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The Tale And The Truth About Tagore’s Opposition To The Establishment Of DU

Rajib Kanti Roy

3 May, 2019 12:00 AM printer

The Tale And The Truth About Tagore’s Opposition To The Establishment Of DU

While describing the situation of the mid-19th century Bengal, renowned historian Nitish Sengupta observed in his book Land of Two Rivers: A History of Bengal from the Mahabharata to Mujib, “Nowhere else in the sub-continent were Muslims as worse off in Bengal, just as, paradoxically, few other communities derived as much benefit from British rule as the Bengali Hindus.” Under such a circumstance when Lord George Nathaniel Curzon, the then Viceroy of India, came up with the announcement of the partition of Bengal on July 19, 1905, Muslims of this region appreciated the decision. They found it as a way of ensuring required opportunities for their deprived community members. But the British Raj couldn’t remain strict on its stance over a long period of time. Six years later in the face of civil disobedience and a widespread nationalist movement by Bangali Hindus of Kolkata they announced the revocation of the Partition of Bengal on December 12, 1911. This decision disappointed the Muslims of East Bengal. To compensate them during his tour to Dhaka on January 21, 1912, Lord Charles Hardinge, the then Viceroy and Governor-General of India, assured a delegation of Muslim leaders that a university will be established in Dhaka. Back then East Bengal had 9 colleges but there was no university to facilitate higher education for its vast population. But a section of influential people, especially the educated Hindus of Kolkata, didn’t take Hardinge’s promise positively. They formally requested the Viceroy to repeal the plan of establishing a university in Dhaka and conducted a few agitation programmes to force the British government to change their decision. There has been a long-standing perception that Rabindranath Tagore was one of the organisers of these campaigns. Was he really against the establishment of the University of Dhaka? Ahead of the 158th birth anniversary of this iconic figure in Bangla literature, ‘morning tea’ has endeavoured to find out the answer of this question.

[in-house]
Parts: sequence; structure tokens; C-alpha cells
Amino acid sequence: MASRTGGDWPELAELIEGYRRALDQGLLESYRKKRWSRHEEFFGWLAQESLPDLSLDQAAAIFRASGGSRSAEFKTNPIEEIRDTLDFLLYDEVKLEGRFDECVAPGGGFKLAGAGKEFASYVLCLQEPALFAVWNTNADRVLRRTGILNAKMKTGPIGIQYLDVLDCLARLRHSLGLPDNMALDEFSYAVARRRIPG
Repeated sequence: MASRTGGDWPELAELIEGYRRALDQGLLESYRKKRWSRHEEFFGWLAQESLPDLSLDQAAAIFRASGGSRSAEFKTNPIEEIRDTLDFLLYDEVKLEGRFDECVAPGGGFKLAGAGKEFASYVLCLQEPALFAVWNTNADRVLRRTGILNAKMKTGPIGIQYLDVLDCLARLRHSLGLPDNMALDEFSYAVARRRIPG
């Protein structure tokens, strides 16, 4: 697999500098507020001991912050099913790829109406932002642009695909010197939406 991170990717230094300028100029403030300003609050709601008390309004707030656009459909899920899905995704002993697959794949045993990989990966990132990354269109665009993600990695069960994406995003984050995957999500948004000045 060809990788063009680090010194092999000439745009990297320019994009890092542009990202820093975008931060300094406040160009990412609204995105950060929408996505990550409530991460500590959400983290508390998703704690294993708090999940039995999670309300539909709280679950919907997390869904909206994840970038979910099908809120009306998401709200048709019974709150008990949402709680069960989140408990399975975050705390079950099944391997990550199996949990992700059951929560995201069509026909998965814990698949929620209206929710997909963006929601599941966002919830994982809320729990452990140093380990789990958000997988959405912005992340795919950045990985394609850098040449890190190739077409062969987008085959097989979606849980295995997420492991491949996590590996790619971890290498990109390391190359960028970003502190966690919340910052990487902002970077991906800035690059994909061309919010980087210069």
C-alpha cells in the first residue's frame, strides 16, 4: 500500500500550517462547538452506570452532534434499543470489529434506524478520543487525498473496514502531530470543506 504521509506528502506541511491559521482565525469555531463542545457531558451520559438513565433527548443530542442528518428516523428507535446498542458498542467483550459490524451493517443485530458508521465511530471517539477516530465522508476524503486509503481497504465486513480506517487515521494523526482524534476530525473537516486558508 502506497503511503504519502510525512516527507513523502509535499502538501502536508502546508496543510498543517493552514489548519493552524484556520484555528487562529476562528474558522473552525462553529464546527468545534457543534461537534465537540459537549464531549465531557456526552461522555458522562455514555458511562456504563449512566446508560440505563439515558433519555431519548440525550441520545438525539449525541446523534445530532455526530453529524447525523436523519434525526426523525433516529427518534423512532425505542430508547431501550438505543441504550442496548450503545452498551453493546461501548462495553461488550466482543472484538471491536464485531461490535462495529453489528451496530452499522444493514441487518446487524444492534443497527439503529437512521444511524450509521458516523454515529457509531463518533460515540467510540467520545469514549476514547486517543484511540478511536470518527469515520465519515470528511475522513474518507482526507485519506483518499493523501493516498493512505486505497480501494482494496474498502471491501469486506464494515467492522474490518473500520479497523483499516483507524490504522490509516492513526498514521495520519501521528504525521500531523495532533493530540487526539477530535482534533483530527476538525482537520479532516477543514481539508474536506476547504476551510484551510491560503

In his article ‘Dhaka Bisshobidyaloy Protishthar Birodhita o Rabindranath’ essayist Kuloda Roy opined that different people had diverse reasons for opposing the establishment of the University of Dhaka. Some of the Muslims of West Bengal and Bihar thought that the new university would benefit the residents of East Bengal and it would not bring any difference in their lives. As a result they opposed the establishment of DU. Besides, many Muslims of East Bengal observed that there were not much Muslim students who passed matriculation and intermediate examinations annually. They believed that instead of establishing a new university if the British government could set up more schools and colleges, it would help the Muslim students to pursue education. They assumed that a new university would only cut the budget short for the education of Muslim students. Thus they didn’t like the idea of founding a university in Dhaka. Reputed Muslim leaders like Maulana Akram Khan, Barrister Abdur Rasul, Moulovi Abul Kashem and Moulovi Liaquat Hossain were notable personalities who belonged to these two groups.

But the biggest class that opposed the establishment of DU was the educated section of Kolkata’s Hindus. Certainly there were a few people among them who didn’t want the progress of Muslims but the main reason of their opposition was different. They presumed that the budget for the University of Calcutta would be slashed if another university is allowed to emerge. That is why they were against the initiation of DU. A team headed by Sir Dr. Rashbehari Ghosh submitted a memorandum against the establishment of Dhaka University to Viceroy Lord Hardringe on February 12, 1912, when he returned to Kolkata after completing his Dhaka tour. Many Hindu politicians, namely Bipin Chandra Pal, Surendranath Banerjee, Ambika Charan Mazumdar and Ananda Chandra Roy, supported him. According to Syed Abul Maksud’s book Dhaka Bisshobidyaloy o Bangladesher Ucchoshikkha, Sir Ashutosh Mukherjee, the then Vice-Chancellor of Calcutta University, was most vocal among all the people who opposed the establishment of DU. However, he was finally managed by the Viceroy by creating four new posts of professor for Calcutta University.